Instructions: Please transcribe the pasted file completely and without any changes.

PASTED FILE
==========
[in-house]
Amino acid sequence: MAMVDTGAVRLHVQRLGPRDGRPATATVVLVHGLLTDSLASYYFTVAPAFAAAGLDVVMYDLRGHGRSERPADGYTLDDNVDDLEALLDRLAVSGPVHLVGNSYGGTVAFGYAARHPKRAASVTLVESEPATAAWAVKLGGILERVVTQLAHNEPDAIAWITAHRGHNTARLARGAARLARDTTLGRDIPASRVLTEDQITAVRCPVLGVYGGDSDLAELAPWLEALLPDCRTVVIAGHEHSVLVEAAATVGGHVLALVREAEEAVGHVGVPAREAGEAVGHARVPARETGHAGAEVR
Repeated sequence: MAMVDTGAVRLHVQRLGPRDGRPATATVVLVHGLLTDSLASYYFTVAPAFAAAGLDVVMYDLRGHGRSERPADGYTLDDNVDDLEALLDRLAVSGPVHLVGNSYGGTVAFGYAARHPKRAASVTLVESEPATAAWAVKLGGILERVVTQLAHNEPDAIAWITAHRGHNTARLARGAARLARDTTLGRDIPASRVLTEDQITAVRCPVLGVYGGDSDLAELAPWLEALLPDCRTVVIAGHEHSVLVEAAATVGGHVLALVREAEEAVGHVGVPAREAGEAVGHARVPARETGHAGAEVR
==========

[in-house]
Amino acid sequence: MAMVDTGAVRLHVQRLGPRDGRPATATVVLVHGLLTDSLASYYFTVAPAFAAAGLDVVMYDLRGHGRSERPADGYTLDDNVDDLEALLDRLAVSGPVHLVGNSYGGTVAFGYAARHPKRAASVTLVESEPATAAWAVKLGGILERVVTQLAHNEPDAIAWITAHRGHNTARLARGAARLARDTTLGRDIPASRVLTEDQITAVRCPVLGVYGGDSDLAELAPWLEALLPDCRTVVIAGHEHSVLVEAAATVGGHVLALVREAEEAVGHVGVPAREAGEAVGHARVPARETGHAGAEVR
Repeated sequence: MAMVDTGAVRLHVQRLGPRDGRPATATVVLVHGLLTDSLASYYFTVAPAFAAAGLDVVMYDLRGHGRSERPADGYTLDDNVDDLEALLDRLAVSGPVHLVGNSYGGTVAFGYAARHPKRAASVTLVESEPATAAWAVKLGGILERVVTQLAHNEPDAIAWITAHRGHNTARLARGAARLARDTTLGRDIPASRVLTEDQITAVRCPVLGVYGGDSDLAELAPWLEALLPDCRTVVIAGHEHSVLVEAAATVGGHVLALVREAEEAVGHVGVPAREAGEAVGHARVPARETGHAGAEVR